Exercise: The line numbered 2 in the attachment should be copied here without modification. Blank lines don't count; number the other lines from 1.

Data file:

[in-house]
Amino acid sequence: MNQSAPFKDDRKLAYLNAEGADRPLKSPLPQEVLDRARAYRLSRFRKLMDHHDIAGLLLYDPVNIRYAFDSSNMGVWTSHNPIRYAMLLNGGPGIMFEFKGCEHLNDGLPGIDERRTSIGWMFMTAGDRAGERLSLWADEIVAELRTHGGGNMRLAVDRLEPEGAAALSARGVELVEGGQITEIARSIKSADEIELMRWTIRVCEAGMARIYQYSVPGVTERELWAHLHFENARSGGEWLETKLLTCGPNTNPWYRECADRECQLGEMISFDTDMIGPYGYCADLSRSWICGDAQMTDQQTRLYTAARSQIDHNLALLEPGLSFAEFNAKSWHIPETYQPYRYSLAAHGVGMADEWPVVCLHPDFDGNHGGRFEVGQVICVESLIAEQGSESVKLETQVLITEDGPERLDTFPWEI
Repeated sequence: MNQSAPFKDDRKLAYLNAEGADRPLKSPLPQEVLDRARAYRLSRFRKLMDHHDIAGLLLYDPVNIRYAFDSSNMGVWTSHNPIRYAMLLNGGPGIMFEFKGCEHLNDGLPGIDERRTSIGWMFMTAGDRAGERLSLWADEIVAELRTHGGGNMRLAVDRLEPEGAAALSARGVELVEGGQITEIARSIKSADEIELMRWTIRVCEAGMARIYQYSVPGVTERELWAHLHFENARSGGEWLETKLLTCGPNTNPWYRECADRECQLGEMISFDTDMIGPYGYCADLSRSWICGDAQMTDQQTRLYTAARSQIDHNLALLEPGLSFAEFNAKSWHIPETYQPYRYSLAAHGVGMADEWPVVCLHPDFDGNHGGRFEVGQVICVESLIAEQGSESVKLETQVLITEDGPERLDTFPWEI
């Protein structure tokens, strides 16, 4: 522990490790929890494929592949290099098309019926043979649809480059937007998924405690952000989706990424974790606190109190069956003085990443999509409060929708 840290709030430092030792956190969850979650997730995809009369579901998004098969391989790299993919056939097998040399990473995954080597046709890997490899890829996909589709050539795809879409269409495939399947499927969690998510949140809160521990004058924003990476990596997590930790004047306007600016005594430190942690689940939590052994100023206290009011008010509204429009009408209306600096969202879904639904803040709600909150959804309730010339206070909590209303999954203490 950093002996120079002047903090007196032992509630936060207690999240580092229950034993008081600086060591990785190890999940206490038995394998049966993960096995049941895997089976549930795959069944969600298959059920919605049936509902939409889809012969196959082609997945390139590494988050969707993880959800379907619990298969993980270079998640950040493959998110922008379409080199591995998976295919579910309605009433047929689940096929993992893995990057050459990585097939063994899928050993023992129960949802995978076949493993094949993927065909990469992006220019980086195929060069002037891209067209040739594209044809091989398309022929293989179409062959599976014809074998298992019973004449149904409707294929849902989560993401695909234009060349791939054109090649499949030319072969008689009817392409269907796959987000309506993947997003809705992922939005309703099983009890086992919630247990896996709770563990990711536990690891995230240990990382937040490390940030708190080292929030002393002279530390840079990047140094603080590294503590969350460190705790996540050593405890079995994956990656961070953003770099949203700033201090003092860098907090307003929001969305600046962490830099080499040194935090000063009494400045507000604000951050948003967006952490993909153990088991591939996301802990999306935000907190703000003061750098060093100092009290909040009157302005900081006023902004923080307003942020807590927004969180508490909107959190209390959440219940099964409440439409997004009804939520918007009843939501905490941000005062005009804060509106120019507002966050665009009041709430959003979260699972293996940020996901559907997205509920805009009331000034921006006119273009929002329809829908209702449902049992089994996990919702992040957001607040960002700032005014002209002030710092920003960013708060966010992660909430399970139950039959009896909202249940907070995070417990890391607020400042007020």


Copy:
Amino acid sequence: MNQSAPFKDDRKLAYLNAEGADRPLKSPLPQEVLDRARAYRLSRFRKLMDHHDIAGLLLYDPVNIRYAFDSSNMGVWTSHNPIRYAMLLNGGPGIMFEFKGCEHLNDGLPGIDERRTSIGWMFMTAGDRAGERLSLWADEIVAELRTHGGGNMRLAVDRLEPEGAAALSARGVELVEGGQITEIARSIKSADEIELMRWTIRVCEAGMARIYQYSVPGVTERELWAHLHFENARSGGEWLETKLLTCGPNTNPWYRECADRECQLGEMISFDTDMIGPYGYCADLSRSWICGDAQMTDQQTRLYTAARSQIDHNLALLEPGLSFAEFNAKSWHIPETYQPYRYSLAAHGVGMADEWPVVCLHPDFDGNHGGRFEVGQVICVESLIAEQGSESVKLETQVLITEDGPERLDTFPWEI